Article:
- 1,618 light vehicle impacts in real world crashes analysed by impact type.
- Travel speed taken from Event Data Recorders for high levels of accuracy.
- Risk curves produced for risk of serious injury (MAIS3+F) vs travel speed.
- Head on impacts reached 1% risk of serious injury at just 17 km/h.
- The results can be used to set speed limits according to risk.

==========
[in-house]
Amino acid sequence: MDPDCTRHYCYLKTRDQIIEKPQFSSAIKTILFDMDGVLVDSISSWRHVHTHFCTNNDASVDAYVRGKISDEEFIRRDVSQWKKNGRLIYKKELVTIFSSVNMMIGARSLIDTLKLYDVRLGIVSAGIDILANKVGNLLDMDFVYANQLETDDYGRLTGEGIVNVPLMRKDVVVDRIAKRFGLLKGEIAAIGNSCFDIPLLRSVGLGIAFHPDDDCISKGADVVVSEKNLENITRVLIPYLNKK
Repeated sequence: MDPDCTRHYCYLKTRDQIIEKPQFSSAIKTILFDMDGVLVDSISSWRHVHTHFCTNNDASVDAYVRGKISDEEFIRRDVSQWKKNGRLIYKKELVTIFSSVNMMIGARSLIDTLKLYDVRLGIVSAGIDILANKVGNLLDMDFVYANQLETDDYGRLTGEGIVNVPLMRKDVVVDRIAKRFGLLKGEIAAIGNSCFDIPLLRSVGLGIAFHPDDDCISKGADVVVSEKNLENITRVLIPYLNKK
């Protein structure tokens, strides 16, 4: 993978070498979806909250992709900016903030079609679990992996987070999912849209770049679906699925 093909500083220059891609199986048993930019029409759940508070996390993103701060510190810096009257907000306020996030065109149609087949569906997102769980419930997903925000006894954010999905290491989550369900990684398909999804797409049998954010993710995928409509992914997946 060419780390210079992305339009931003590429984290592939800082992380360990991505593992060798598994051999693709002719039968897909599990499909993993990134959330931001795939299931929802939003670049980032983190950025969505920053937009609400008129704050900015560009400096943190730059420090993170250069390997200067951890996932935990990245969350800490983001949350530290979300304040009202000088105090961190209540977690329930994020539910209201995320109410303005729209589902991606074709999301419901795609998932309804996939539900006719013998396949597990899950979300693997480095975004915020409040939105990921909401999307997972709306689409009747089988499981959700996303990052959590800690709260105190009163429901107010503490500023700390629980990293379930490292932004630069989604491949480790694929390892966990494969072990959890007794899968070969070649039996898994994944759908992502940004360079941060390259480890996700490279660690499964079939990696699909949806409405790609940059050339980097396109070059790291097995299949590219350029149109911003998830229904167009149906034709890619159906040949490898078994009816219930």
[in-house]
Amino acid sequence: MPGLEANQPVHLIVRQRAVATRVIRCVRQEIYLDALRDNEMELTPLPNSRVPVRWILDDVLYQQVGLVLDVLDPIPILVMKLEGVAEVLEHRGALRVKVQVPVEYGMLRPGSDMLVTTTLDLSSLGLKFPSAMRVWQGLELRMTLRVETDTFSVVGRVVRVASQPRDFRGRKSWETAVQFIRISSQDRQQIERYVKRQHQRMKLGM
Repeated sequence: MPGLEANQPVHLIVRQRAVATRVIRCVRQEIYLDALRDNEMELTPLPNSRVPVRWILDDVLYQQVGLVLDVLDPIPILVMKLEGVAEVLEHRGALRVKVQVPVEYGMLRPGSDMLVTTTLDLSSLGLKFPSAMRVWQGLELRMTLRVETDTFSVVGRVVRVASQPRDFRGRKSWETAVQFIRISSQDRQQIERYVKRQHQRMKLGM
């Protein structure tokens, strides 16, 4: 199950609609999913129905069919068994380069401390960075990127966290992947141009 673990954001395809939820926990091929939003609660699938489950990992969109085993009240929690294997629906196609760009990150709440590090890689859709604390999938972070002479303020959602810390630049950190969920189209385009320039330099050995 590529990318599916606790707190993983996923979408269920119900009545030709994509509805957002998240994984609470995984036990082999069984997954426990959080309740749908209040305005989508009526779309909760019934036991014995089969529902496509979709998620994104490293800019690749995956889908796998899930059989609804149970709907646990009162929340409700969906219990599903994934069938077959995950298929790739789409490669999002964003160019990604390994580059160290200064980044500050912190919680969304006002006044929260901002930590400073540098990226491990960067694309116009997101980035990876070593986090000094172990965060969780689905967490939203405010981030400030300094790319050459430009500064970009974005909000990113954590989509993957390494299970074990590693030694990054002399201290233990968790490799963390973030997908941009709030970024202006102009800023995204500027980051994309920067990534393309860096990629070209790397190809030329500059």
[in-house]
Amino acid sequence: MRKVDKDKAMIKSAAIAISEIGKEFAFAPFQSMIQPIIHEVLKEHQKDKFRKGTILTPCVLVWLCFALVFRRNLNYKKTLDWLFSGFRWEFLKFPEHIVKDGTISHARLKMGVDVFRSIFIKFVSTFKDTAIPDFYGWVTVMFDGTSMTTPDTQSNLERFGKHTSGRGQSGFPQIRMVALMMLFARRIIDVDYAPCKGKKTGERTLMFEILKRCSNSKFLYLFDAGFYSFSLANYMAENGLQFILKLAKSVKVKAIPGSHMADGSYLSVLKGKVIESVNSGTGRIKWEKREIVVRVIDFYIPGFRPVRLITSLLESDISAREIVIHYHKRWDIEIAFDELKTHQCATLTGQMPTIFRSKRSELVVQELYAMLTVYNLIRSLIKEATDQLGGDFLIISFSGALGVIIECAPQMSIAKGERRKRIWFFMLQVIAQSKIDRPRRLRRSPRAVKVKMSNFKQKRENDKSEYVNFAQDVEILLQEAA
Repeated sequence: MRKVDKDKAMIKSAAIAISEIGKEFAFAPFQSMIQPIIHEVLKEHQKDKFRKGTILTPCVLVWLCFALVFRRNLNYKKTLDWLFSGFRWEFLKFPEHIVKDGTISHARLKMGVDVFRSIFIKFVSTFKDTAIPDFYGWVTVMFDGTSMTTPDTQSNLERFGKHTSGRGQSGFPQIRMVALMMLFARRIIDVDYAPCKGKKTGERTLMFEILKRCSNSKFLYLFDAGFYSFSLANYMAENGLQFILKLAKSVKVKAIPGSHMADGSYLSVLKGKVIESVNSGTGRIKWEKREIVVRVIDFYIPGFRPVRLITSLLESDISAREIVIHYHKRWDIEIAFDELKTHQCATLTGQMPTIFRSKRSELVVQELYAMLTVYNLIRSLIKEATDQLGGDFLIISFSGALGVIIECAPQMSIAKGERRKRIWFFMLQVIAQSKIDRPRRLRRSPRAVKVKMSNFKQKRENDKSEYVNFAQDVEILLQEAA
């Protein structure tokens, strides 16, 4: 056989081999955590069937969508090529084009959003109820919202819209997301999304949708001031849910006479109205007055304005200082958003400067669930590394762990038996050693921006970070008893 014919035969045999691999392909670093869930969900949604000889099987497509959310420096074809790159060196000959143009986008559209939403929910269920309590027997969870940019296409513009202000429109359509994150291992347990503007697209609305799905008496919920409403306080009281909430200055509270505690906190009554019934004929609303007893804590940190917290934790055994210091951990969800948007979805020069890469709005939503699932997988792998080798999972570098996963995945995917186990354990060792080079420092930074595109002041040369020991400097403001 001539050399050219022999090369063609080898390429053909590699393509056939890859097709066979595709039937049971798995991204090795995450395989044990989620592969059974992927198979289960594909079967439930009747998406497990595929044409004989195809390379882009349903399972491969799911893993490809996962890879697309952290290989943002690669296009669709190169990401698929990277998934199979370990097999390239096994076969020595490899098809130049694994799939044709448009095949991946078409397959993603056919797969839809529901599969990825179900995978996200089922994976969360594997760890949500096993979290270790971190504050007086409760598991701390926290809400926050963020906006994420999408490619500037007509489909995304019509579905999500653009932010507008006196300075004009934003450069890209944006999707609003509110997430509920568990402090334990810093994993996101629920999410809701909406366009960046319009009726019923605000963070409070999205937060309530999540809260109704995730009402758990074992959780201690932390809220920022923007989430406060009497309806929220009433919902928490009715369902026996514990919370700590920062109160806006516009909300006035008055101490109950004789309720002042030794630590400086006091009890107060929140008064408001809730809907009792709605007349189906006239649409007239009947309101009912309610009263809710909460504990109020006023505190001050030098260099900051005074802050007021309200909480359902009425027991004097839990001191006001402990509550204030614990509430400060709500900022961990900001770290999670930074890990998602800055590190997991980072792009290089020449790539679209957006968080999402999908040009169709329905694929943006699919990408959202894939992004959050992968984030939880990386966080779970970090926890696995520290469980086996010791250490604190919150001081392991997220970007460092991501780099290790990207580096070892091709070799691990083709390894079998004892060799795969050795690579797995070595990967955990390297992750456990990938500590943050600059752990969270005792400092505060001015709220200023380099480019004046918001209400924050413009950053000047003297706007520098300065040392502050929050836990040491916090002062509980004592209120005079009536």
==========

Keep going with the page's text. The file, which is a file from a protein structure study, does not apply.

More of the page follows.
While there is a large quantity of prior research on speed and road safety, no previous studies have quantified the absolute risk of serious injury in a crash relative to travel speed. This study aimed to produce risk curves that relate travel speed to the risk of serious injury in light vehicle impacts in order to contribute to the process of selecting acceptable travel speeds. Serious injury was defined in this study as any injury having a maximum abbreviated injury scale (MAIS) of three or greater, or a fatal injury (MAIS3+F). In the context of a crash, travel speed is defined as the vehicle's speed before the driver reacts to the crash situation. Travel speed was determined by selecting the highest pre-impact speed recorded by an Event Data Recorder (EDR) in the seconds before the crash. A total of 1,618 light vehicle impacts were analysed using logistic regression. Individual risk curves were produced for front, head on, side, rear and single vehicle impacts. The analysis found significant positive relationships between the risk of serious injury and travel speed for all of these impact types. The travel speeds at which the risk of serious injury reached one per cent were 63 km/h across all impacts, 17 km/h for head on impacts, 48 km/h for single vehicle impacts, 58 km/h for side impacts, 81 km/h for front impacts and 96 km/h for rear impacts. These results have implications for the setting of speed limits and other measures that influence the speed at which vehicles travel.